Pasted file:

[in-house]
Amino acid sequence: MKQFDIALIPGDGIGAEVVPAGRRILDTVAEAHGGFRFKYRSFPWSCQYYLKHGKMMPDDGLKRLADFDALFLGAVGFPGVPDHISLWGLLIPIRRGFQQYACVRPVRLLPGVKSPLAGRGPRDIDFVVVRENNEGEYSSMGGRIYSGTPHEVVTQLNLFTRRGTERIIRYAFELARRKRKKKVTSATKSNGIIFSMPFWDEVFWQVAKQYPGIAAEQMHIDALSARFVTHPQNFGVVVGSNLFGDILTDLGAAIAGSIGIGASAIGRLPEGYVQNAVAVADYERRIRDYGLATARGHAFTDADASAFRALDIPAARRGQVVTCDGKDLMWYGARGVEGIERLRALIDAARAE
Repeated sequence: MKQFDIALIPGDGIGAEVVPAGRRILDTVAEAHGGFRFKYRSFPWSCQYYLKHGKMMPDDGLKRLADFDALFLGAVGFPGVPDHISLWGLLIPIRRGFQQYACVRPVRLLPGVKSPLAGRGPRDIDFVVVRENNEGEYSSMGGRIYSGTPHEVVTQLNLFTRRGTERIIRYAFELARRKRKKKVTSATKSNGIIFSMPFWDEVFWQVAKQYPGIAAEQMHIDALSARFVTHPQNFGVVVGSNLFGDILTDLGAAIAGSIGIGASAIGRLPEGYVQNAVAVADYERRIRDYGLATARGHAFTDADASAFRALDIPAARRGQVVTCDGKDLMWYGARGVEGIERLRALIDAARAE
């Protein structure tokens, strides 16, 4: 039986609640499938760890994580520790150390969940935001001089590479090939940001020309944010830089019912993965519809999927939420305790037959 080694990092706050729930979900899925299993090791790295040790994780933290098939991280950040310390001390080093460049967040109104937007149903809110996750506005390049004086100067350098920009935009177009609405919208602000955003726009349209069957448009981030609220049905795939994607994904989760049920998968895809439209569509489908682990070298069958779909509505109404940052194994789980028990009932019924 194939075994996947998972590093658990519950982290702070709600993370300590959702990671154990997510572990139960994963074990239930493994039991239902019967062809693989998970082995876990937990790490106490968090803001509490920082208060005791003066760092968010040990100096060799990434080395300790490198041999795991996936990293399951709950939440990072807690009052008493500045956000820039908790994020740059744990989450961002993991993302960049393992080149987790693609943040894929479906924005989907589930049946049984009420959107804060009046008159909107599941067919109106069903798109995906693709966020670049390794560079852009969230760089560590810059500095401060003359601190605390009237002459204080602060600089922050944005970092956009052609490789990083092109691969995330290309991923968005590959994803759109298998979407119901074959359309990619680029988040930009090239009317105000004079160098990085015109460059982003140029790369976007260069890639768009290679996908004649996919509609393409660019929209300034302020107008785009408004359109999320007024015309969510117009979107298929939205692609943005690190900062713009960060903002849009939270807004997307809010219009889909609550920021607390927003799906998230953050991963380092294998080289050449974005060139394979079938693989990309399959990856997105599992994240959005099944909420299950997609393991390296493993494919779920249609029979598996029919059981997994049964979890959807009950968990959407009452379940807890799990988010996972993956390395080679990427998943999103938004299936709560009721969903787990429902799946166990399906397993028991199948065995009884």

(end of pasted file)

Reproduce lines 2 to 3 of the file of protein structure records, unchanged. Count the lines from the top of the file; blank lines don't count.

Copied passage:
Amino acid sequence: MKQFDIALIPGDGIGAEVVPAGRRILDTVAEAHGGFRFKYRSFPWSCQYYLKHGKMMPDDGLKRLADFDALFLGAVGFPGVPDHISLWGLLIPIRRGFQQYACVRPVRLLPGVKSPLAGRGPRDIDFVVVRENNEGEYSSMGGRIYSGTPHEVVTQLNLFTRRGTERIIRYAFELARRKRKKKVTSATKSNGIIFSMPFWDEVFWQVAKQYPGIAAEQMHIDALSARFVTHPQNFGVVVGSNLFGDILTDLGAAIAGSIGIGASAIGRLPEGYVQNAVAVADYERRIRDYGLATARGHAFTDADASAFRALDIPAARRGQVVTCDGKDLMWYGARGVEGIERLRALIDAARAE
Repeated sequence: MKQFDIALIPGDGIGAEVVPAGRRILDTVAEAHGGFRFKYRSFPWSCQYYLKHGKMMPDDGLKRLADFDALFLGAVGFPGVPDHISLWGLLIPIRRGFQQYACVRPVRLLPGVKSPLAGRGPRDIDFVVVRENNEGEYSSMGGRIYSGTPHEVVTQLNLFTRRGTERIIRYAFELARRKRKKKVTSATKSNGIIFSMPFWDEVFWQVAKQYPGIAAEQMHIDALSARFVTHPQNFGVVVGSNLFGDILTDLGAAIAGSIGIGASAIGRLPEGYVQNAVAVADYERRIRDYGLATARGHAFTDADASAFRALDIPAARRGQVVTCDGKDLMWYGARGVEGIERLRALIDAARAE